Slush funds for elections? It's the Filipino way

An imposing building on a frenetic boulevard in Manila houses the Sandiganbayan, a court that tries cases of corruption. Inside, a notice politely requests visitors to "please deposit your firearms".

Outside, three women were sweeping the street yesterday, wearing baseball caps emblazoned with the words "Vote Gloria President".

The women are part of an army of workers given temporary jobs by Gloria Macapagal Arroyo, who is seeking re-election in next Monday's presidential poll. Her rivals are furious about her blatant use of public funds to boost her campaign. But most ordinary people shrug their shoulders. "That's how we do things in the Philippines," an office worker said yesterday.

Mrs Arroyo is ahead in the polls after raiding the public coffers to pay for billboards and newspaper advertisements extolling her achievements. To woo poor voters who support her main challenger, Ferdinand Poe, a former film star, she has given free health insurance and spent £13m creating jobs.

While her actions are technically legal, more serious allegations have been levelled against her husband, Jose Miguel "Mike" Arroyo, known as the First Gentleman. Mr Arroyo is accused of shady dealings relating to contracts for infrastructure projects, including a five kilometre (three-mile) stretch of highway that cost £8m per kilometre. Mr Arroyo, whose official role is presidential photographer, has a finger in many pies. "He has the makings of a second Marcos," said John Villamur, a zoology student.

Eighteen years after the fall of Ferdinand Marcos, recently rated the world's second most corrupt leader (after Indonesia's President Suharto), the Philippines remains riddled with corruption.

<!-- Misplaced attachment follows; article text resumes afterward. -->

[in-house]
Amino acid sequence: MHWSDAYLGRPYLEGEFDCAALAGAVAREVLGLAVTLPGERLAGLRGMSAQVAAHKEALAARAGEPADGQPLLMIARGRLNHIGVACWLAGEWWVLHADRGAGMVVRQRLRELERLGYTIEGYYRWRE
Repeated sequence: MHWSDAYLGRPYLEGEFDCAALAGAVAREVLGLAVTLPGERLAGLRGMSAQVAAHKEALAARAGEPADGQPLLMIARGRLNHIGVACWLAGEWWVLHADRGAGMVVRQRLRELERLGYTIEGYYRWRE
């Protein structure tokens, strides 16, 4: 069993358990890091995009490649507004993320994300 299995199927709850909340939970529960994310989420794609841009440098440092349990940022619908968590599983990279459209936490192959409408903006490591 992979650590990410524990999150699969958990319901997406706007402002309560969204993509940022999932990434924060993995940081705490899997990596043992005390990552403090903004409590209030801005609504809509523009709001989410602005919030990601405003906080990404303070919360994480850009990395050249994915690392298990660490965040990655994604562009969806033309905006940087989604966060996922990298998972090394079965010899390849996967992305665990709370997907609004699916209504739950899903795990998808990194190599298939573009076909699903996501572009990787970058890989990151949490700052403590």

A World Bank study estimated that 40 per cent of the national budget ends up in the pockets of officials. "Every administration since Marcos has been corrupt," Joel Rocamora, head of the Institute for Popular Democracy, said. "The only difference is the scale with which it hides the corruption." In a reference to Mrs Arroyo's predecessor, who was toppled by street protests fuelled by anger at wholesale plunder of the public purse, he said: "Joseph Estrada's mistake was that he didn't work very hard at hiding it."

The election campaign has been characterised by rampant vote-buying, particularly in the provinces, where local politicians are generously rewarded for delivering their constituents' votes. "We have the best electoral system that money can buy," Mr Rocamora said.

An anti-corruption watchdog, the Philippine Centre for Investigative Journalism, recently produced a do-it-yourself guide to investigating suspect public officials. Snoop around near their houses, it advises, and count their cars, boats and bodyguards. Follow their wives and mistresses to the shopping centre and check the price tags of items they buy.

Sheila Coronel, the centre's director, said she published the guide because of the volume of complaints. She added, wearily: "We can't possibly investigate them all ourselves."

None of the presidential candidates is regarded as whiter than white. Eddie Gil, who promised to use his personal fortune to eliminate the national debt, was caught trying to sneak out of a hotel via the kitchen to avoid paying for a banquet for his supporters.

Hopes of changing a system designed to keep political and economic power in the hands of a wealthy élite seem slim. A few hundred families are estimated to control 95 per cent of the wealth. The economy has become one of the worst in Asia.

Manila's new international airport is empty, its furnishings rotting, because of a scandal over contracts. "It's a nightmare doing business here," a British expatriate said. "In the Philippines, they've made corruption into a science."

Efforts by Mrs Arroyo to reform such institutions as the Bureau of Internal Revenue have been blocked by vested interests. "At least under Marcos there was only one person robbing us blind," said Mr Villamur. "Now it's everyone, from the top brass to the grass roots." One diplomat summed it up: "In Indonesia, corruption is under the table. In Malaysia, it's over the table. In the Philippines, it includes the table."

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